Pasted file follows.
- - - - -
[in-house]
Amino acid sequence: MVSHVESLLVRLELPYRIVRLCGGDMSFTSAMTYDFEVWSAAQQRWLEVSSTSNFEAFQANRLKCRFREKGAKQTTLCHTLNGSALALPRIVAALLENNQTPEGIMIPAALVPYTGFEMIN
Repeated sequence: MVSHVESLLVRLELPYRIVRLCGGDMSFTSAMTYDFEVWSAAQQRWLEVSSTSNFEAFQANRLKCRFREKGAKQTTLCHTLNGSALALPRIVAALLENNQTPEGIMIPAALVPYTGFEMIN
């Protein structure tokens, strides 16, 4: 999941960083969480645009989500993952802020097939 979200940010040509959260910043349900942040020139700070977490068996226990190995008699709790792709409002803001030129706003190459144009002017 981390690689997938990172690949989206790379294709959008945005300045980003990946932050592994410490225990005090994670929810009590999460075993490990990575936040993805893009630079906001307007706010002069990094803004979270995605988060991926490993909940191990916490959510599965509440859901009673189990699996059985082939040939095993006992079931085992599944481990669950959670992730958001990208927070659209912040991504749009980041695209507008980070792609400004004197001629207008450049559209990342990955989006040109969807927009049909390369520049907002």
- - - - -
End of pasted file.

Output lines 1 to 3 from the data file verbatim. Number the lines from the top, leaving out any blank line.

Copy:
[in-house]
Amino acid sequence: MVSHVESLLVRLELPYRIVRLCGGDMSFTSAMTYDFEVWSAAQQRWLEVSSTSNFEAFQANRLKCRFREKGAKQTTLCHTLNGSALALPRIVAALLENNQTPEGIMIPAALVPYTGFEMIN
Repeated sequence: MVSHVESLLVRLELPYRIVRLCGGDMSFTSAMTYDFEVWSAAQQRWLEVSSTSNFEAFQANRLKCRFREKGAKQTTLCHTLNGSALALPRIVAALLENNQTPEGIMIPAALVPYTGFEMIN